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To ask Her Majesty's Government what assessment they have made of the reasons for the stable or declining global average temperatures since 2001; and how these will inform their policy on climate change mitigation. [HL2104
Question number missing in Hansard, possibly truncated question.
The short-term decrease in global average temperature that occurred between 2001 and 2008 resulted from natural, internal processes in the climate system. These cause temperatures to fluctuate from year to year and from decade to decade. Temperatures were lower in 2007 and 2008 than in previous years, for example, due to a La Nina event in the Pacific Ocean, which caused cold water at depth to rise to the surface. Over short periods, this natural variability is larger than the changes expected due to global warming, so it can easily result in the temperature trend being constant or negative over a period of a decade or so, as has happened on occasion during the 20th century.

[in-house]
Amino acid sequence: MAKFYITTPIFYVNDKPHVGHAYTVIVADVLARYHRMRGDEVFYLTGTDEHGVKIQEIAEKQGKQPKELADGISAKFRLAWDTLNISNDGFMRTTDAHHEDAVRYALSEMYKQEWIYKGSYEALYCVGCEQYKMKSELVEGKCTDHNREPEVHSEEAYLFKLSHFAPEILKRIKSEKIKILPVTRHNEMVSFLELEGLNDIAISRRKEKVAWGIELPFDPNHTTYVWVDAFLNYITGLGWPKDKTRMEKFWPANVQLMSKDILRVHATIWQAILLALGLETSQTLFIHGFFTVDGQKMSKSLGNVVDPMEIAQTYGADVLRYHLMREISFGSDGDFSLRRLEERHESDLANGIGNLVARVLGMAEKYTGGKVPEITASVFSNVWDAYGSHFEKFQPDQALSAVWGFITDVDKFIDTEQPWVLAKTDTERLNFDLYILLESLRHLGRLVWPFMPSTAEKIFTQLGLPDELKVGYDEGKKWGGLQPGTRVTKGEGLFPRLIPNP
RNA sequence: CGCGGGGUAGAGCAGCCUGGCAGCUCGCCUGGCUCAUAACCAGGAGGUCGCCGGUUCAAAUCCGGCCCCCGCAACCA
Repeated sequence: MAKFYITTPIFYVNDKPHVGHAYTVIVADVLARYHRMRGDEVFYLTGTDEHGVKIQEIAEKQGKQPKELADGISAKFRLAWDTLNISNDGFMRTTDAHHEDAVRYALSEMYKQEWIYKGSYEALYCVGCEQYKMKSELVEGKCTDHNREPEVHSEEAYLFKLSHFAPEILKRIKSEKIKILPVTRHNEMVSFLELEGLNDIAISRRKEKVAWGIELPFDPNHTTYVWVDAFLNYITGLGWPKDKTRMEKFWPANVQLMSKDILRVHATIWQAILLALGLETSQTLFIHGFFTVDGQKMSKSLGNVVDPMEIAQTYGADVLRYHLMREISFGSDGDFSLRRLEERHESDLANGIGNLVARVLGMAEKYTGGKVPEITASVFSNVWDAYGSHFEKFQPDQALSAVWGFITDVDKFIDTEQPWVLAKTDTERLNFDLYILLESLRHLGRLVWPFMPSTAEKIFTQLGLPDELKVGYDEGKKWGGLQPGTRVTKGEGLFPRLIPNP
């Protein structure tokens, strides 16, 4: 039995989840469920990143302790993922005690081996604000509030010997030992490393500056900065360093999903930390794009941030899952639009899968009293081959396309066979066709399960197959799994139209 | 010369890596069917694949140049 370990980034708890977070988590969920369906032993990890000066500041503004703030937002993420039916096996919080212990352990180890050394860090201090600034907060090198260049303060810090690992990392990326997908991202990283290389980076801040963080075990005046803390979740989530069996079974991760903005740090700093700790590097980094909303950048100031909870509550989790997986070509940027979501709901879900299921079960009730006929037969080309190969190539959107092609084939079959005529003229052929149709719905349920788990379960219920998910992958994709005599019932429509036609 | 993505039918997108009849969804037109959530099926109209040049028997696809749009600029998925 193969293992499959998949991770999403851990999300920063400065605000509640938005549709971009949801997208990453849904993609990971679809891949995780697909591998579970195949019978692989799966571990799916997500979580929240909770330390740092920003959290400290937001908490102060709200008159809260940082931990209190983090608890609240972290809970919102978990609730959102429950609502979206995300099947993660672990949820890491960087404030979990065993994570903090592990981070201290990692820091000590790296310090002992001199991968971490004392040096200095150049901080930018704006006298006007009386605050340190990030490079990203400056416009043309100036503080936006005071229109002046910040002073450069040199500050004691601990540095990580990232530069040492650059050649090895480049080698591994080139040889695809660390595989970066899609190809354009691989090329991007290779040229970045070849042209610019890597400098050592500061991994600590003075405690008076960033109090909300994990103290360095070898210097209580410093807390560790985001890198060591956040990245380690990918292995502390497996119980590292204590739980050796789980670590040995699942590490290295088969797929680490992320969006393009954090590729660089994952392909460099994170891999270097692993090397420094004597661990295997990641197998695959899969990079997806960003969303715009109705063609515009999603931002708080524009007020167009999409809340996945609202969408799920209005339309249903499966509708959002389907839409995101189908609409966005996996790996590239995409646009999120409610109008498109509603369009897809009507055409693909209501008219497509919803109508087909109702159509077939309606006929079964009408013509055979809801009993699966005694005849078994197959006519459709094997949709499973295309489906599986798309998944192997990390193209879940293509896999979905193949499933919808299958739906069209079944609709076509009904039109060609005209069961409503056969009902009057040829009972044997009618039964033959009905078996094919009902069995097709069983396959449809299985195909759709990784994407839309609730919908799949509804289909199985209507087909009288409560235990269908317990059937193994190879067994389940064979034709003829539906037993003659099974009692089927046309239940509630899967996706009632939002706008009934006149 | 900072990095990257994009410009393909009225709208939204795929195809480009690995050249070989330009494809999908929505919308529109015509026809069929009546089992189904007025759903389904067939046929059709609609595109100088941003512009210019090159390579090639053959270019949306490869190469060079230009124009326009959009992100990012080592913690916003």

The effect of greenhouse gases on the climate system is evident in the long-term temperature trend, which is upward (as demonstrated by the fact that the 10 warmest years on record have all occurred in the past 12 years). As long as greenhouse gas emissions continue, global average temperatures will continue to rise in the long-term, with potentially dramatic implications for food and water supplies, human health, national security and the global economy. For this reason, the slight decline in global average temperature since 2001 will not affect the UK Government's policy on climate change mitigation. Rather, this policy will continue to be based on the latest scientific evidence regarding the impacts of greenhouse gas emissions on the climate system.